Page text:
The Prodigy Talk New Album + Why They’re As Important as the Clash and Sex Pistols
Electronica rockers the Prodigy will return this March with their sixth album, ‘The Day Is My Enemy,’ and the British trio have laid out a pretty clear mission statement.
“The dance scene has flatlined and we’re the spike,” vocalist Maxim told the Guardian in a recent interview.
However, the band’s founding member, Liam Howlett, says that doesn’t mean their upcoming album will rescue the genre. “We’re from the proper rave scene, and it needs life breathing into it,” Howlett said. “But we’re not here to save anything. F--k that! We’re here to wipe it out.”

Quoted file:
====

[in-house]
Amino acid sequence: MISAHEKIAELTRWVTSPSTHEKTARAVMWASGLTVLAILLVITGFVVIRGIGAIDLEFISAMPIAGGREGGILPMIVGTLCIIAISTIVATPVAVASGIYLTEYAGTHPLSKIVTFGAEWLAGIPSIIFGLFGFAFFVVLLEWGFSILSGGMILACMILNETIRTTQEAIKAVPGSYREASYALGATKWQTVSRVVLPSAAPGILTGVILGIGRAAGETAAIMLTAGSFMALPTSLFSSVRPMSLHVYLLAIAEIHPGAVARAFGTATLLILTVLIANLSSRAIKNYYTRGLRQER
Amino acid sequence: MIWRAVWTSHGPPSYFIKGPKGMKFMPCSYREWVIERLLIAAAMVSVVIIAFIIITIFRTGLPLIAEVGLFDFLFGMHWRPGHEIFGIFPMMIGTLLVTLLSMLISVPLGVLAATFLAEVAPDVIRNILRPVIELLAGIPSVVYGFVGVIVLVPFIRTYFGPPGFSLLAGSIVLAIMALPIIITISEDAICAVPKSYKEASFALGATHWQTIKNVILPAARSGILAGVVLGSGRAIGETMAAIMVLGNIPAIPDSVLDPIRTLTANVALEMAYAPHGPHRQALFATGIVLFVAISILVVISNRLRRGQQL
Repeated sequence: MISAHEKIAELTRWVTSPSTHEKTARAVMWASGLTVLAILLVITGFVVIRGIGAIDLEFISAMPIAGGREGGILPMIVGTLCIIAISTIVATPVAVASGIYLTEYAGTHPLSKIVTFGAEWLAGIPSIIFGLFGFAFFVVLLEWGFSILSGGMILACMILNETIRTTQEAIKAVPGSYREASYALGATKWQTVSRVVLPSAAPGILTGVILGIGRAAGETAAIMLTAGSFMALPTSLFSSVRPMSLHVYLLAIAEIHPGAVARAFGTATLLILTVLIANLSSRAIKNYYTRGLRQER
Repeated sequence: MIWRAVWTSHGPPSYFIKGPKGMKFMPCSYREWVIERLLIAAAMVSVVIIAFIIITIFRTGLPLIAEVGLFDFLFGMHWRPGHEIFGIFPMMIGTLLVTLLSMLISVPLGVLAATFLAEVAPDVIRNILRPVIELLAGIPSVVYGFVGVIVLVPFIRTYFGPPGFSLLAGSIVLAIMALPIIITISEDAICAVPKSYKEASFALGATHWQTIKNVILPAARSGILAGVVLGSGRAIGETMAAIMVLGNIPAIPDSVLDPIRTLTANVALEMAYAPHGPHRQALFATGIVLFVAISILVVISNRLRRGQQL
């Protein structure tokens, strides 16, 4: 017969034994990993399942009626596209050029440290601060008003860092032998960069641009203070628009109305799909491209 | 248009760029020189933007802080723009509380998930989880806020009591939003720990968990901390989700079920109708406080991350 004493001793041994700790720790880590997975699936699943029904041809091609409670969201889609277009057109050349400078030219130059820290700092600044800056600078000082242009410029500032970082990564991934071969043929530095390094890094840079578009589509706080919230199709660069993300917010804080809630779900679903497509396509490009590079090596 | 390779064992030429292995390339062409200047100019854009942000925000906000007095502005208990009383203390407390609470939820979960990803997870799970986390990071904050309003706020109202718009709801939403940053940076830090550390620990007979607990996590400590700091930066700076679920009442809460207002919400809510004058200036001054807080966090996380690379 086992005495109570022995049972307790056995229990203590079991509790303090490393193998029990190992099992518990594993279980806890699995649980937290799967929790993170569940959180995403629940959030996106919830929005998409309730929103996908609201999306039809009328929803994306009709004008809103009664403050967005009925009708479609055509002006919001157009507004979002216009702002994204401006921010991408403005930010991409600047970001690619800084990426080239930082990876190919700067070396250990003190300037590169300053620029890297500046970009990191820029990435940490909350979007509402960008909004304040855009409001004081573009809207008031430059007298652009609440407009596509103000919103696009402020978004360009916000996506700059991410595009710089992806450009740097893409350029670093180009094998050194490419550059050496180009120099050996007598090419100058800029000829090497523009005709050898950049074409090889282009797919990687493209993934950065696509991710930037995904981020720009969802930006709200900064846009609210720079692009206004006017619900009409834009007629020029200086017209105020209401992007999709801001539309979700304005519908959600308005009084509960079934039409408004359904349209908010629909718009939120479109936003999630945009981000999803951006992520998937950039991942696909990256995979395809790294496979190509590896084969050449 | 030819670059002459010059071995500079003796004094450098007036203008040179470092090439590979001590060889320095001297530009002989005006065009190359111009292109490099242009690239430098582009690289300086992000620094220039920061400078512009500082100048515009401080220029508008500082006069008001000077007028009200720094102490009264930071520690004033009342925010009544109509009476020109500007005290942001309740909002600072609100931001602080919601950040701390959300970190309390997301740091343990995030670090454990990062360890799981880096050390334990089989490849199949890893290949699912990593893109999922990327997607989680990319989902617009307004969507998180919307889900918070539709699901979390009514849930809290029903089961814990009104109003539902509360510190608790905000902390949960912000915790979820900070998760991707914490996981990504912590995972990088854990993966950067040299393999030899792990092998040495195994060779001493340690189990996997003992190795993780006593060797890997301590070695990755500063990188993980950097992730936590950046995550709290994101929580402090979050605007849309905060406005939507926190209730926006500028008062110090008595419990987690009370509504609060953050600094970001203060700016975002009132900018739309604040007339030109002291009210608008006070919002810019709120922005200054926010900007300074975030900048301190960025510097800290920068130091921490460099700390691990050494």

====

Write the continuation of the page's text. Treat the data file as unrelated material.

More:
They’ll do it with a sound that Howlett says is a departure from their previous album, 2009’s ‘Invaders Must Die.’
“Violent is the word that keeps coming up,” he explained. “The last album was more of a celebration. We’d come back together and were like, ‘Yeah! We’re here, we’re really buzzing!’ Now we’ve come through that stage.”
And despite helping shape the scene they say is now dying, they don’t believe they’re given the same kind of cultural cachet as fellow British acts.
“It’s a bit of a bold statement, but the Prodigy should be seen as an important cultural band, as important as Oasis or Blur or any of that s--t,” Howlett adds. “Britpop was not a culture, as such … It’s not like I’m after more respect, and I don’t wanna pop up on a few more TV programs, saying, ‘The Prodigy did this!’ I’m just telling people now that, yeah, I think we are important. When you trace the lines back to the Sex Pistols, the Clash, we are in that line.”
‘The Day Is My Enemy’ is out March 30. For a taste of what to expect, listen to the Prodigy's brand new tune, 'Nasty,' below: